Adv. No. 17-02076, ECF No. 40.
Adv. No. 17-02076, ECF No. 35.
Adv. No. 17,02076, ECF No. 35, para. 17; supra Part II.H.111.
The Bankruptcy Court does not have in evidence and has not taken judicial notice of a copy of the District Court judgment(s) and/or orders awarding attorney fees and costs. First American did not include any of the pleadings in the District Court Litigation as proposed exhibits in the original Pretrial Order. Rather than attempt to reverse engineer First American's attorney fees and costs, this Court will hold a supplemental hearing on the issue.
To remedy this issue, First American filed a Motion in Limine Requesting the Court Take Judicial Notice of Court Filings from this Court and the United States District Court for the District of Utah ("Motion in Limine"). Adv. No. 17-02076, ECF No. 28. First American later withdrew the Motion in Limine and the parties filed the Stipulated Pretrial Order that currently governs this matter. ECF No. 35. The Stipulated Pretrial Order appears to incorporate the District Court's ruling on attorney fees and costs in the Stipulated Facts. However, the amount of the attorney fees and costs awarded set forth in the Stipulated Pretrial Order is inconsistent with the amount set forth in First American's Trial Brief.
3. Request for Post-Petition Post-Judgment Interest.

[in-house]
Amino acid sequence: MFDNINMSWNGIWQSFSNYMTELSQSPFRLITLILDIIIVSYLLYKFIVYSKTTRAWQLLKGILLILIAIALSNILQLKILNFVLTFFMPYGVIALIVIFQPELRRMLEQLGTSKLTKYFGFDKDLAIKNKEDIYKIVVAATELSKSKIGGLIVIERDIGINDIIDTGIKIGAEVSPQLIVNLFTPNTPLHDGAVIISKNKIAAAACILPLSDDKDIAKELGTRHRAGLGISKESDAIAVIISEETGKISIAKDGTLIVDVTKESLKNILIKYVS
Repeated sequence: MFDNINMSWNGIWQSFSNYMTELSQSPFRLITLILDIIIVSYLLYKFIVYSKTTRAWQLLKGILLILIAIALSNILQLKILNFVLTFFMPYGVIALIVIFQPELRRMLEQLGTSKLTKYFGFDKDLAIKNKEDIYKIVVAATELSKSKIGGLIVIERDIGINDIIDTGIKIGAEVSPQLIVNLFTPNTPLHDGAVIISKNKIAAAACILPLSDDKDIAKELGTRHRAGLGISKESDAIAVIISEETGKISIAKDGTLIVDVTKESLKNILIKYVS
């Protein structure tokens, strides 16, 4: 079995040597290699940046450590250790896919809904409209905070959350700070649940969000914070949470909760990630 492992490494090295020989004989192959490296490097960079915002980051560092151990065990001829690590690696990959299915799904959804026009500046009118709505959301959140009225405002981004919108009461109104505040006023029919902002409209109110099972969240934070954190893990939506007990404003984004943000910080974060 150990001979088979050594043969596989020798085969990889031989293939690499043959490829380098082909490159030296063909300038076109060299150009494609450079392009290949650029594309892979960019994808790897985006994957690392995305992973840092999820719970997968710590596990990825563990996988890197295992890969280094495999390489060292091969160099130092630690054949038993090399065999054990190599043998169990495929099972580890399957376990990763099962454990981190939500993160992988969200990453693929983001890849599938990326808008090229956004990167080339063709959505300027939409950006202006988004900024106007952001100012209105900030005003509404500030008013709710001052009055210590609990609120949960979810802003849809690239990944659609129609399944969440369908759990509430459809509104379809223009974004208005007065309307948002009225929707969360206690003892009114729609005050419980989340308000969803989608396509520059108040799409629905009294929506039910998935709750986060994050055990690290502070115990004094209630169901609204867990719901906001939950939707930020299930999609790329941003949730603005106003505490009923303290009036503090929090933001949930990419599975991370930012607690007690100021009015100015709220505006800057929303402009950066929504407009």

First American further asserts that it is entitled to post-petition post-judgment interest on the amount of the nondischargeable debt. First American's Trial Brief does not provide a calculation of post-judgment interest. Therefore, the Court determines that a supplemental hearing is necessary to determine whether First American is entitled to post-petition post-judgment interest and if so, in what amount.
Adv. No. 17-02076, ECF No. 40, First American's Trial Brief.
4. Plaintiffs' Attorney Fees and Costs Incurred in this Adversary Proceeding.
It appears that in addition to the attorney fees and costs awarded in the District Court Litigation, First American is seeking attorney fees and costs incurred in connection with the Adversary Proceeding before the Bankruptcy Court. The Court comes to this conclusion based on a sentence in First American's trial brief stating "[t]he Court should conclude that attorneys' fees incurred in connection with the same willful and malicious conduct is also non-dischargeable, including those fees First American has had to expend in these proceedings." Again, the Court finds that a supplemental hearing is necessary on the issue of attorney fees and costs incurred in this Adversary Proceeding.